Thursday, March 17, 2011

238. From Nasser to Mubarak: Part 2. Imperialism and the Arab Revolution

By Kamran Nayeri, March 17, 2011

In the first part of this writing, I outlined the rise of bourgeois Arab nationalism and its downfall. I argued that bourgeois Arab nationalism could not play an independent role because historically it arose when the world market was already dominated by a handful of early capitalist industrializers (this phenomena is also referred to as modern imperialism or in other accounts as colonialism).  The post-World War II Arab nationalism failed because its petty bourgeois (middle class) leadership with bourgeois (capitalist) aspiration could not effectively challenge imperialism and international reactionary social forces due to its fear of independent action of the working people.
 Here, I like to outline the historical roots of Arab nationalism, as they are relevant to the current upsurge and why it has to remain independent of imperialist intervention no matter what the excuse for such actions. In a nutshell, Arabs have only recently gained any measure of political independence. To advance the Arab revolution, it must defend and advance its independence against imperialism.
The Arabs lived under the Ottoman Empire since the beginning of the sixteenth century.  With the decay of the Ottoman Empire, Arabs fell under the domination of the rising European imperialism. The French annexed Algeria in 1830 and Tunisia in 1878.  The British took over Egypt in 1882, although formally it remained under Ottoman sovereignty.  The British extended their control over the Persian Gulf while the French dominated Lebanon and Syria.  The Italians took over Libya and the Dodecanese Islands off the coast of Anatolia in 1912.
The European influence modernized the Arab society in a variety of ways.  Constitutionalism, civil law, secular education, and industrial development found followers. Railways and telegraph connected urban population centers. Schools and universities were built and the new middle class emerged with army officers, lawyers, teachers, and administrators. However, direct or indirect dependence of the European powers meant that this modernization was mostly grafted on the old society. The influence of the Islamic clergy remained strong.
After the Ottoman Empire’s defeat in 1918, Britain and France concluded the secret Sykes-Picot Agreement that essentially divided the Middle East between them.  The British also promised the international Zionist movement their support for a “Jewish homeland” in Palestine (The Balfour Declaration).
Even though the Arabs proclaimed an independent state in Damascus when the Ottomans left, they could not defend it militarily and economically.  Soon the British and the French reasserted their domination and divided the Middle East according to their interest.

Syria became a French protectorate (sanctioned by a League of Nations mandate). The Christian coastal regions were split off to form Lebanon, another French protectorate. Iraq and Palestine became British mandated territories.  Britain imposed the Hashemite monarchy on Iraq and defined its territorial limits such that it subjugated the Kurds and Assyrians to the north and the Shiites to the south.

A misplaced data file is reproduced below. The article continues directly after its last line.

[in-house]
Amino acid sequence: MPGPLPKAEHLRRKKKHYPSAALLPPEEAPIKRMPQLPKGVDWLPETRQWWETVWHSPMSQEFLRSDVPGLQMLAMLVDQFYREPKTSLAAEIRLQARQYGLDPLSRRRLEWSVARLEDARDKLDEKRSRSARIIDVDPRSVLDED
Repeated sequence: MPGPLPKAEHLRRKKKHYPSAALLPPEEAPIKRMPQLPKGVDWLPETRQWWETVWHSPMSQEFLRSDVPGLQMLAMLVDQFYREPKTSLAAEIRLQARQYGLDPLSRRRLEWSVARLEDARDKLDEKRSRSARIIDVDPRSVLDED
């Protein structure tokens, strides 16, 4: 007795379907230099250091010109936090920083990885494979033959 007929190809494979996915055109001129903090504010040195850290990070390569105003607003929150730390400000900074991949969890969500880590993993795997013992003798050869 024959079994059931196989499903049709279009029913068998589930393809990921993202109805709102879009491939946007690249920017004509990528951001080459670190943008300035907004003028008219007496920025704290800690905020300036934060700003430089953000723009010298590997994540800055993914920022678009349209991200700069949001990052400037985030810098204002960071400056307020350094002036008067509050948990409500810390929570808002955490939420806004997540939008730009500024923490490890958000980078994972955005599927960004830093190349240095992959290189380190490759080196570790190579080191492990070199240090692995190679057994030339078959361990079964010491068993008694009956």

Britain split Palestine into two parts. Seventy percent of it, east of present day Jordan River became the “Emirate of Trans-Jordon” in 1921 and a son of Sherif Hussein (“Emir of Hejaz”) was declared king! The western part was placed under direct British administration and European Jews were encouraged to settle there adding to a substantial local Jewish population there.
A British ally, Ibn Saud was given the Arabian Peninsula that became the Kingdom of Saudi Arabia in 1932. 
In 1922, following the British government’s Universal Declaration of Egyptian Independence, the nominally independent Kingdom of Egypt was announced.
The Middle East and North Africa turned out to possess the world largest easily accessible reserves of oil.  Thus, the control of the region became a strategic interest of the industrial capitalist world. The kings and emirs of the oil states around the Persian Gulf and North Africa assumed an important intermediary role for the oil companies and became rich from collecting oil rent. They used their rent money to consolidate their repressive regimes to ensure “free flow” of oil to the West.
At the end of the World War II the following countries became independent: Lebanon (1943), Syria (1944), Jordan (1946, British mandate ended), Iraq (1947, British forces were withdrawn), Egypt (1947, British forces were withdrawn to the Suez Canal area), Libya (1943, as a result of the defeated on Italy in WWII), Tunisia (1953 pro-independence campaign led to French negotiated withdrawal), Morocco (1956, negotiated French withdrawal by King Mohammed V), and Algeria (movement for independence from 1954 that faced ruthless colonial war by the French leading to independence in 1962).
The post-World War II Arab nationalism developed out of this context.  Although the current upsurge is directed against tyrannical Arab regimes whether neocolonial (like in Egypt or Jordon) or post-colonial (like in Libya), struggle for independence from imperialism will remain a foundational part of it if they are to realize the aspirations of the Arab masses.  I will address this and other policy issues in the part 3.
To be continued.

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